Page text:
The developer behind refused plans to demolish a pair of grade two-listed former weavers cottages on Thomas Street in Manchester’s Northern Quarter to make way for an apartment scheme has asked that the city council’s ruling be overturned.
In a statement to Place North West, Simon Gallanders, director at Real Estate Investment Partnerships, said: “We can confirm that REIP has submitted an appeal against the decision. We remain committed to the scheme and creating a building which is fit for future generations to come.”
The developer wants to demolish 42-46 Thomas Street to unlock land for a five-storey block containing 20 apartments designed by Jon Matthews Architects.
The council approved the Warp & Weft development in 2017, but, a year later, conservation body Historic England granted the cottages listed status following a request from an anonymous party.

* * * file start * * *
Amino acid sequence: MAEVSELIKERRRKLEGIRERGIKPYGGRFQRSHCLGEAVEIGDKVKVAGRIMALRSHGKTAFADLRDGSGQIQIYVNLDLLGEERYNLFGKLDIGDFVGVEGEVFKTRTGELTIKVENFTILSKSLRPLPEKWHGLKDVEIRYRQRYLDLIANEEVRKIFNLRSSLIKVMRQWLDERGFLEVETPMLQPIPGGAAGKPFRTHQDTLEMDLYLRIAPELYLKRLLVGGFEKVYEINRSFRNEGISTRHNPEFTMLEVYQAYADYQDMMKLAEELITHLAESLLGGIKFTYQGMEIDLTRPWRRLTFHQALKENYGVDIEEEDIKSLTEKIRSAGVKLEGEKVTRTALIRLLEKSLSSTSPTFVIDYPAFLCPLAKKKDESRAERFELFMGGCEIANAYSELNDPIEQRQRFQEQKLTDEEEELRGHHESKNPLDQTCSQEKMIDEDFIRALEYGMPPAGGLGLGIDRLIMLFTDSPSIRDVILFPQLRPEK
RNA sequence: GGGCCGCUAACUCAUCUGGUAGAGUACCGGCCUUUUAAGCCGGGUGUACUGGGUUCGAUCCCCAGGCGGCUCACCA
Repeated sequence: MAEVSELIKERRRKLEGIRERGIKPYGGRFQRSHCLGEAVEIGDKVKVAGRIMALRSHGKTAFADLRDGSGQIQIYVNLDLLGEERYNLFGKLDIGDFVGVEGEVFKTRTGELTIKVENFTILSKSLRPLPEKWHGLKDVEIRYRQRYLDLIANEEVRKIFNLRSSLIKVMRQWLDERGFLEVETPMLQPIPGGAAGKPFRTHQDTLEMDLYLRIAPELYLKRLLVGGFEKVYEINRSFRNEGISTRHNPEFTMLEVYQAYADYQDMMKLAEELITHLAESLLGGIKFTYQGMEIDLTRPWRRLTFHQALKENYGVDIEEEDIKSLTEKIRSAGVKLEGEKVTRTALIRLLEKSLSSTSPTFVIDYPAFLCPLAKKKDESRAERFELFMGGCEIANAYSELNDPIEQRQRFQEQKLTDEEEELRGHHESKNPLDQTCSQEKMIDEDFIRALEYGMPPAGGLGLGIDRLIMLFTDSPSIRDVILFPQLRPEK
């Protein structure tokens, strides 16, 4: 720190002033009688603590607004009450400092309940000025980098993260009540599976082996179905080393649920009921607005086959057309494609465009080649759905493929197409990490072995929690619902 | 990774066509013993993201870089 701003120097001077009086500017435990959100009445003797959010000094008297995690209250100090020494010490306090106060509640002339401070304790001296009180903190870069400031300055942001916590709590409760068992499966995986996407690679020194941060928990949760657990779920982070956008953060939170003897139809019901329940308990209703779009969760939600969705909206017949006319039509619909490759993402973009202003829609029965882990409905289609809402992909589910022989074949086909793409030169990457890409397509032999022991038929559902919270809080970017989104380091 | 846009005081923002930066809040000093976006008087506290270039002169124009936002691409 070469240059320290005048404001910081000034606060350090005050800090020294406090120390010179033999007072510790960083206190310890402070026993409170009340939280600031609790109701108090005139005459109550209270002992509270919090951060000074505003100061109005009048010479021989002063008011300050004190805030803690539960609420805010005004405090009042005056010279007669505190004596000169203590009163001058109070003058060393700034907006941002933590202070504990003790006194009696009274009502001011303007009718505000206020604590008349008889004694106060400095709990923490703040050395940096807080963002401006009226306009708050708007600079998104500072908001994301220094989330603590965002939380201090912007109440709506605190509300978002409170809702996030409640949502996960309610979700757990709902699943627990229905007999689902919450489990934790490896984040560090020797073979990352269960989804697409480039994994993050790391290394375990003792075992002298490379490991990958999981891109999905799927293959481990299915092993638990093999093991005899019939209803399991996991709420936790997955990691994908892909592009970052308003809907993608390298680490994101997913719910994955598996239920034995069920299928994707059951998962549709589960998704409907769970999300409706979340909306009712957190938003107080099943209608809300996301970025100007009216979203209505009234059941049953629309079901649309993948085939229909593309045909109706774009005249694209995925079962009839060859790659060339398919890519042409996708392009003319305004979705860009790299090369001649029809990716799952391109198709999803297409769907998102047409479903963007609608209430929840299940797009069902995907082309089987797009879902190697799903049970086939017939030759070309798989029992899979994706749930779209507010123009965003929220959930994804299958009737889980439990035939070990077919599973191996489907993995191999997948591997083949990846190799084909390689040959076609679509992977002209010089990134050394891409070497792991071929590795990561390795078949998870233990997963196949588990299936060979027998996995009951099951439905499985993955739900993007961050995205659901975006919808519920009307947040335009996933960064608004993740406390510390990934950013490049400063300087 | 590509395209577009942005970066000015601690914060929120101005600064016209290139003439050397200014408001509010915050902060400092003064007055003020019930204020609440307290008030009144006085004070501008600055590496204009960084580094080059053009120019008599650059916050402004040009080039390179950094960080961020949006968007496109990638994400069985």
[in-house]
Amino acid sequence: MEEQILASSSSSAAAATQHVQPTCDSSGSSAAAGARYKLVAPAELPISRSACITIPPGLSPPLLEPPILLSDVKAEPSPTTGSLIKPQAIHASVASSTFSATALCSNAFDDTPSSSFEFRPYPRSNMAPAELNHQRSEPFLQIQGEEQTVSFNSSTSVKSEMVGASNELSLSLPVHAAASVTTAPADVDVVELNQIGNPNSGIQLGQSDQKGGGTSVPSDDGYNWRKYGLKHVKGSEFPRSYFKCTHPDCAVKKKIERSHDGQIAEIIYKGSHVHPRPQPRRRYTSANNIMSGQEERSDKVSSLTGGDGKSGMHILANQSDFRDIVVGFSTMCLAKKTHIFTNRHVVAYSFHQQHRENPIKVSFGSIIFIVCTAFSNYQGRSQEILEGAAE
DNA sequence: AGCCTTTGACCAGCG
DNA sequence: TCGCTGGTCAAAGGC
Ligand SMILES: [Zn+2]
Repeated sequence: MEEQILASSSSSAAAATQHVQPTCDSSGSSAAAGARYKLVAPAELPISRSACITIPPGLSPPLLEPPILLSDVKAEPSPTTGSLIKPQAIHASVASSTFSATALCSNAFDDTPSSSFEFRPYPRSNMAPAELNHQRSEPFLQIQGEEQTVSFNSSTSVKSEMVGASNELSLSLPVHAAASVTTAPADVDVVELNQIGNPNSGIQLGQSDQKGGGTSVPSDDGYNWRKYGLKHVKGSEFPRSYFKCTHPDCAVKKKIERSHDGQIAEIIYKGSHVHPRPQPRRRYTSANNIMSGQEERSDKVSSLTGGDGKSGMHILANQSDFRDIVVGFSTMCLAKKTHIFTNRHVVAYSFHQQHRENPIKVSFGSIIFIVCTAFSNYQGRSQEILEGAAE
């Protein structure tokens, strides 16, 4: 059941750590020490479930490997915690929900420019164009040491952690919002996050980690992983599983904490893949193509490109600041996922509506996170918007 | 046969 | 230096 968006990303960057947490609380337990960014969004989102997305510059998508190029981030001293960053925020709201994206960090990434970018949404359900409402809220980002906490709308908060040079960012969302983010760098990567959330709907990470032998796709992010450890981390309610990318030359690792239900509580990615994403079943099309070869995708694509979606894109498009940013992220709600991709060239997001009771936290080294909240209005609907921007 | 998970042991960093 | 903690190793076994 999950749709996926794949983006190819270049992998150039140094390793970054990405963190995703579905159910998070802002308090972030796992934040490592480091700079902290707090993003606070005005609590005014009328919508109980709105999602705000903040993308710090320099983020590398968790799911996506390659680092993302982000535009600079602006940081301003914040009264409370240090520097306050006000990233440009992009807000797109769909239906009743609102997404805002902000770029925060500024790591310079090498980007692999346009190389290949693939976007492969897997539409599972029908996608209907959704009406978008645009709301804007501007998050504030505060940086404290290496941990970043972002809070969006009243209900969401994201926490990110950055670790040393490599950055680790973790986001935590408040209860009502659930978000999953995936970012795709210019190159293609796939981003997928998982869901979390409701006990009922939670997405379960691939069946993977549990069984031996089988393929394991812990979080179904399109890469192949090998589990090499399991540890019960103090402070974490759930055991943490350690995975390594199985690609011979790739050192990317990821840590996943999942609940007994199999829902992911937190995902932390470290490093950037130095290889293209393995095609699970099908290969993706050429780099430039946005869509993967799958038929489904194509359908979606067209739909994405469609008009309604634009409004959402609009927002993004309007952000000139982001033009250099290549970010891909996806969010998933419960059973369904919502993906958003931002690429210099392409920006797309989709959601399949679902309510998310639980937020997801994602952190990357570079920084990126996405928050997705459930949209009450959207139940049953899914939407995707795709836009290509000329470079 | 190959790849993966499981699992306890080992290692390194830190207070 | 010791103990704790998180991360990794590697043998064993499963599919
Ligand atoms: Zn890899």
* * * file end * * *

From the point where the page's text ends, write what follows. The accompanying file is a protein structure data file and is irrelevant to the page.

As a result, REIP submitted a listed building application in February 2020 to demolish the buildings, so that it could bring forward the scheme.
However, an application for the demolition work was refused by Manchester City Council last August, despite a recommendation to approve from officers.
Following the refusal, Steve Slater, chief executive of Real Estate Investment Partnerships, said the firm was “faced with no other course of action than to appeal”.
Manchester City Council planning officers twice recommended that the demolition be approved, supporting the developer’s claims that retaining the listed buildings would make the scheme unviable.
Piccadilly ward councillor Sam Wheeler, who has been an outspoken opponent of the project, said: “It is rapacious developers, not kids with spray paint, who are the biggest threat to our shared inheritance.
“I sincerely hope the Secretary of State rejects this elitist, anti-democratic attack on Manchester’s working class history and denies the appeal.”